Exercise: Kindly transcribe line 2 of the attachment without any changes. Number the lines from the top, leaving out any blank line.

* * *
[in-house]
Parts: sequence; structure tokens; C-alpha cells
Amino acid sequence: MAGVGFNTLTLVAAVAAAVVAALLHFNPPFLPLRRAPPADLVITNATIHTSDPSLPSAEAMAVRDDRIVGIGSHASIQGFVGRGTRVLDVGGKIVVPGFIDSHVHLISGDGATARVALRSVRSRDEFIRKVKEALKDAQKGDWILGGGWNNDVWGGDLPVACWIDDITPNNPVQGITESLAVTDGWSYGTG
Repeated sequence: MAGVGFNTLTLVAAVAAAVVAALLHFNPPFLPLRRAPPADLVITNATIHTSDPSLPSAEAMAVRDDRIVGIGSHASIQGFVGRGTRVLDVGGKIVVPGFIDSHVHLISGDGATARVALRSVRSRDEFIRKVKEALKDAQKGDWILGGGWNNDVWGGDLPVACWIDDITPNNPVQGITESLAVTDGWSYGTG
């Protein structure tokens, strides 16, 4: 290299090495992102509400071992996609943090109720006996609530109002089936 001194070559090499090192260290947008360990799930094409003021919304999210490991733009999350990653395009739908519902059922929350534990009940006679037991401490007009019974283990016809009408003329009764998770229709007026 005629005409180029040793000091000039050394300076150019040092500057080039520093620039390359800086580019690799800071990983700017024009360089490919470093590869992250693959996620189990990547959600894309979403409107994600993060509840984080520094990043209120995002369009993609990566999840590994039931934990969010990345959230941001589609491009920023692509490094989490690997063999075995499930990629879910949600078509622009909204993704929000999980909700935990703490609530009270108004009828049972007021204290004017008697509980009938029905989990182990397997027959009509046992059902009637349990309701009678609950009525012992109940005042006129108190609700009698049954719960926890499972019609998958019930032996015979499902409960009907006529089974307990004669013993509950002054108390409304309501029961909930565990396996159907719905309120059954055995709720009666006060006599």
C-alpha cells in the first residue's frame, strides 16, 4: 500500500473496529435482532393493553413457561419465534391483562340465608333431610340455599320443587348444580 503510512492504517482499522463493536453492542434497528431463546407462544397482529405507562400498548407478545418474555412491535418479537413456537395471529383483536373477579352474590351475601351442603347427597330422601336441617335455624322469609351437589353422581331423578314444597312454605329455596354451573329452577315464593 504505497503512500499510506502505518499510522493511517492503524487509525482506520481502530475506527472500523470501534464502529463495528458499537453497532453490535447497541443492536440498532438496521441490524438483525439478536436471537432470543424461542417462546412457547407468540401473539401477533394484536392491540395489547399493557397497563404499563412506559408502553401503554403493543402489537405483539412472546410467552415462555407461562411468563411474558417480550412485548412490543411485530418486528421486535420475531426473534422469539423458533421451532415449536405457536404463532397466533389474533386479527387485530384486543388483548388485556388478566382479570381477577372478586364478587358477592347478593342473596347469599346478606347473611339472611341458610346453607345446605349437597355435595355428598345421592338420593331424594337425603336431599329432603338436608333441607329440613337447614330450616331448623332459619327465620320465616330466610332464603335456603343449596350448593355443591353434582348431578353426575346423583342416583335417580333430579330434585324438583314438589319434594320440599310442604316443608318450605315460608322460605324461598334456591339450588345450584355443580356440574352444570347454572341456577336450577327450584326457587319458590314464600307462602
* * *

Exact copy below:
Parts: sequence; structure tokens; C-alpha cells